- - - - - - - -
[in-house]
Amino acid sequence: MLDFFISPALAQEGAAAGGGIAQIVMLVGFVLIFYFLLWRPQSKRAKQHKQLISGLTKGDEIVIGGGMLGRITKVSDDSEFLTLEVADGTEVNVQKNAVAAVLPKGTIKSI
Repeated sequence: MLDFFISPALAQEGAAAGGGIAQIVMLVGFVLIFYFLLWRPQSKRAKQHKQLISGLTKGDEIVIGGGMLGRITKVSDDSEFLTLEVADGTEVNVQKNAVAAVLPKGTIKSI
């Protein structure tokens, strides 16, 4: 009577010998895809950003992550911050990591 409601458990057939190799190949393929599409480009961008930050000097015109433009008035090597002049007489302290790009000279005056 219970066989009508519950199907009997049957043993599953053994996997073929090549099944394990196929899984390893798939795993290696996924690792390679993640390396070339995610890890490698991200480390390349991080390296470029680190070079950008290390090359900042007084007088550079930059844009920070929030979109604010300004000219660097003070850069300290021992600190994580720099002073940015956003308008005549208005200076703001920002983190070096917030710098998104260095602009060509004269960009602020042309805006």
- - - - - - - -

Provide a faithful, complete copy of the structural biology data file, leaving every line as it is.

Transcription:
[in-house]
Amino acid sequence: MLDFFISPALAQEGAAAGGGIAQIVMLVGFVLIFYFLLWRPQSKRAKQHKQLISGLTKGDEIVIGGGMLGRITKVSDDSEFLTLEVADGTEVNVQKNAVAAVLPKGTIKSI
Repeated sequence: MLDFFISPALAQEGAAAGGGIAQIVMLVGFVLIFYFLLWRPQSKRAKQHKQLISGLTKGDEIVIGGGMLGRITKVSDDSEFLTLEVADGTEVNVQKNAVAAVLPKGTIKSI
């Protein structure tokens, strides 16, 4: 009577010998895809950003992550911050990591 409601458990057939190799190949393929599409480009961008930050000097015109433009008035090597002049007489302290790009000279005056 219970066989009508519950199907009997049957043993599953053994996997073929090549099944394990196929899984390893798939795993290696996924690792390679993640390396070339995610890890490698991200480390390349991080390296470029680190070079950008290390090359900042007084007088550079930059844009920070929030979109604010300004000219660097003070850069300290021992600190994580720099002073940015956003308008005549208005200076703001920002983190070096917030710098998104260095602009060509004269960009602020042309805006």